Several years ago I attended a faith-health conference at Emory University in Atlanta. The purpose of the gathering was to explore the various dimensions of leadership at the boundaries of community life in disadvantaged inner city neighborhoods.
The experience was useful and fascinating.
During the conference, I became acquainted with the leading Buddhist monk for the nation of Cambodia, Venerable Maha Ghosananda.
Those leading the conference informed me that Ghosananda was a national hero in Cambodia for his prophetic action and compassionate work during the brutal wars of the Khmer Rouge and the infamous era of the tragic "killing fields."
This humble leader shared a copy of one of his books with me during our time in Atlanta.
I love this quote. . .a good word for Monday morning:
"We Buddhists must find the courage to leave our temples and enter the temples of human experience, temples that are filled with suffering. If we listen to the Buddha, Christ, or Gandhi, we can do nothing else. The refugee camps, the prisons, the ghettos, and the battlefields will then become our temples. We have so much work to do.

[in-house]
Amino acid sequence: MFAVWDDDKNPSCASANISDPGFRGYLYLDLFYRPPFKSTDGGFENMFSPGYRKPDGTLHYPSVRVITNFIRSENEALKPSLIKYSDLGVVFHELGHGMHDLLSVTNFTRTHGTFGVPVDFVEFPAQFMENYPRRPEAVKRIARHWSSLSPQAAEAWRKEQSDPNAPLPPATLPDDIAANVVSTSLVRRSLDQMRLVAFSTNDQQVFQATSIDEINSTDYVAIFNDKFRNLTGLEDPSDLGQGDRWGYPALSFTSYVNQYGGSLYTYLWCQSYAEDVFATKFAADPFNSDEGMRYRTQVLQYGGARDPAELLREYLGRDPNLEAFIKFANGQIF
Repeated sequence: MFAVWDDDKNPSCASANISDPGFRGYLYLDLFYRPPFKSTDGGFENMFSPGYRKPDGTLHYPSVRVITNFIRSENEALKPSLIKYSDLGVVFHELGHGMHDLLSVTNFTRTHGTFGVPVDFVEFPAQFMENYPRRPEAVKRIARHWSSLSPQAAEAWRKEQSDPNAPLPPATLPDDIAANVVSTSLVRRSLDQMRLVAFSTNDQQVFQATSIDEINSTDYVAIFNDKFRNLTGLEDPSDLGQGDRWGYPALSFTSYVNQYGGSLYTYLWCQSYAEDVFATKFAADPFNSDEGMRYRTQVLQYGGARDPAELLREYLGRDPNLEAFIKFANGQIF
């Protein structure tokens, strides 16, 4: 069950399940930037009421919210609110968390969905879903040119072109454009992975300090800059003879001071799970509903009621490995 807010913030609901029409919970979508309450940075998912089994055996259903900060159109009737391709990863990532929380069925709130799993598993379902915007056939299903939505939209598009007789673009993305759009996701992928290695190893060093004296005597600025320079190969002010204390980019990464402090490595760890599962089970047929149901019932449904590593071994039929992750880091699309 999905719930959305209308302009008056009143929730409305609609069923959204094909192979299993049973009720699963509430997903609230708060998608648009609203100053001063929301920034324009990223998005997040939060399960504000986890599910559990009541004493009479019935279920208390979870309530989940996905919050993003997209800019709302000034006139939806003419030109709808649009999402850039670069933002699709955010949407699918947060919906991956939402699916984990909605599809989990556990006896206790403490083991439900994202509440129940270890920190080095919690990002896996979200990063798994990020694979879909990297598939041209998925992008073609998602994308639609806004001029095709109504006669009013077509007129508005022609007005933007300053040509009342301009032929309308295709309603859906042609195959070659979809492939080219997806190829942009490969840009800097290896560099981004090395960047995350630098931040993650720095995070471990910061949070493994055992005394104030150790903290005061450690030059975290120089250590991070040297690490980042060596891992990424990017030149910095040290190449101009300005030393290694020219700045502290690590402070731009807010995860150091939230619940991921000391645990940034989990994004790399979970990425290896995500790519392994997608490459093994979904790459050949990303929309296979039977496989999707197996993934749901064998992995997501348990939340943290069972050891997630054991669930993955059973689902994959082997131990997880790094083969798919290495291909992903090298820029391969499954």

"This will be a slow transformation, for many people throughout Asia have been trained to rely on the traditional monkhood. Many Cambodians tell me, 'Venerable, monks belong in the temple.' It is difficult for them to adjust to this new role, but we monks must answer the increasingly loud cries of suffering. We only need to remember that our temple is with us always. We are our temple."
(From Step by Step: Meditations on Wisdom and Compassion, page 63)
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